The first production in-flight mobile system is now airborne: After years of setting dates and pushing them back, OnAir has its first bird aloft. The satellite-based mobile phone and data service is installed in a test mode on an Airbus 318 (equipped for the purpose at the factory) owned by Air France. The plane was received in spring, but the necessary permissions took longer to secure.
The service is limited to text messaging and mobile email for the first half of the six-month trial. In three months, voice service will be enabled, but according to interviews I've conducted over the last couple of years, the voice part could be summarily disabled during flights or for the remainder of the trial depending on reception.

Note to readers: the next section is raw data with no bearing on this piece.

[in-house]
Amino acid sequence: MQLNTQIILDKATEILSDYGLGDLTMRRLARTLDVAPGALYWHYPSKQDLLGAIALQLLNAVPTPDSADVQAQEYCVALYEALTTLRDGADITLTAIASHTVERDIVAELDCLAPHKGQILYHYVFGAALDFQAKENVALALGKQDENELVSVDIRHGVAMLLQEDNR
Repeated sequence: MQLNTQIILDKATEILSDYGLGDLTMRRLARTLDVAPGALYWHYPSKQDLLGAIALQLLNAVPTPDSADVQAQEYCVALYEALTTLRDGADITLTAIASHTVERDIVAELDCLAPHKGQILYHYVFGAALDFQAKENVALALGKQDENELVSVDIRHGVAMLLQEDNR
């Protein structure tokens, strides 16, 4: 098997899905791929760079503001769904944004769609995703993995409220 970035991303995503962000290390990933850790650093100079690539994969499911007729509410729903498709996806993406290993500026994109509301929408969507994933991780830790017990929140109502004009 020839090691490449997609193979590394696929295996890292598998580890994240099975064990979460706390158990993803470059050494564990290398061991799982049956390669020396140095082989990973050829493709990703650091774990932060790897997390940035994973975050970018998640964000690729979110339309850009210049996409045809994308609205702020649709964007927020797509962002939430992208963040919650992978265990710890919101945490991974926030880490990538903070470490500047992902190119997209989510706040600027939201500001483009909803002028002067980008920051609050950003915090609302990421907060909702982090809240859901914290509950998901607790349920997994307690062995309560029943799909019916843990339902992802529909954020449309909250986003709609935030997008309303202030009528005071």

Calls may be made only above 10,000 feet (3,000m). OnAir said they have arrangements with several cell carriers--the company's service is like its own cell carrier in the air--including Orange, Bouyges Telecom, and SFR. The cost is "comparable" to international calling, and is estimated to be about US$2.50 per minute in previous reports and interviews.
I still recall a trip via high-speed rail I took in France in 2000 where, when a Francophone was talking (quietly) on his cell phone in the main first-class compartment, someone walked up to him and said, in French, why are you talking here? Why are you disturbing everyone? Do you think you're an American? The man protested feebly, and then got up to make his calls from the enclosed foyer of the car.
I have my doubts about whether in-flight calling could be truly acceptable outside of certain societies in which that kind of private space in public circumstances simply isn't recognized.